SALAMA Sub-Strategy

Sustainable Agriculture and Land Management Program
2015 - 2020



Climate change and natural resource degradation are major global challenges to poverty reduction. Fighting climate change requires accounting for the livelihoods and rights of communities on the front line of climate impacts. Tanzania suffers from decades of recurring droughts and floods that cause devastating effects on agriculture, water, and energy sectors. Smallholder farmers, who represent nearly 80% of the population, are most vulnerable to climate change, which jeopardizes their income, food, and nutritional security.

The Government of Tanzania (GoT) and other development partners must invest in building rural populations’ adaptive capacities to realize resilient, food-secure societies in the face of climate change. However, agricultural investment comprises only 6% of Tanzania’s annual budget. The GoT has also promoted large-scale agricultural investments in the Southern Agricultural Growth Corridor (SAGCOT) that have resulted in land rights disputes between communities and investors. These investments exacerbate conflicts between farmers and pastoralists fighting for scarce land and water resources, sometimes causing injuries and loss of lives.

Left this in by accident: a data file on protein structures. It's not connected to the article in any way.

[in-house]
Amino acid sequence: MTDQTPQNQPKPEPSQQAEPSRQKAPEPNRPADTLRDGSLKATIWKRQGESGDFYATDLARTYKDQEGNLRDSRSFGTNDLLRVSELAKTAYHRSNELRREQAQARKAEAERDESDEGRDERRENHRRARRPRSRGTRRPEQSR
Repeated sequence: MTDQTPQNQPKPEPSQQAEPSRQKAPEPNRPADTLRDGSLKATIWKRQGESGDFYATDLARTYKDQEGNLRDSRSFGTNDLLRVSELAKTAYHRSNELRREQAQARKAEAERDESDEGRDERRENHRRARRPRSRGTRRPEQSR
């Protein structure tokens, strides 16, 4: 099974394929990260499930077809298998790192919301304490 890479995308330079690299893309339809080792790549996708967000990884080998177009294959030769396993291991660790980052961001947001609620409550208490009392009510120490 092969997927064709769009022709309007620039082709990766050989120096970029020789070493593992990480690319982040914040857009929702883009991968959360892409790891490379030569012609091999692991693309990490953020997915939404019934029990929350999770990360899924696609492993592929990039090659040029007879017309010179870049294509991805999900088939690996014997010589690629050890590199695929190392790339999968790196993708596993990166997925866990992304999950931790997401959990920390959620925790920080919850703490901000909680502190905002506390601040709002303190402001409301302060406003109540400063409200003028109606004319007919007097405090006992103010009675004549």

Women and girls are particularly susceptible to adverse climate impacts. They comprise the majority of Tanzania’s agricultural workforce and are responsible for securing food, water, and energy for household needs. However, patriarchal norms and traditions often dispossess women of rights, access, and control of land and agricultural resources, and exclude them from resource management and planning conversations.

In this context, CARE Tanzania endeavors to fight poverty and social injustice by promoting climate change adaptation, sustainable livelihoods, and women’s empowerment through its Wezesha country office strategy. The Sustainable Agriculture and Land Management (SALAMA) sub-strategy contributes to the Wezesha strategy, offering goals and actions to reduce smallholder farmers’, and especially women’s’, vulnerabilities to climate change impacts.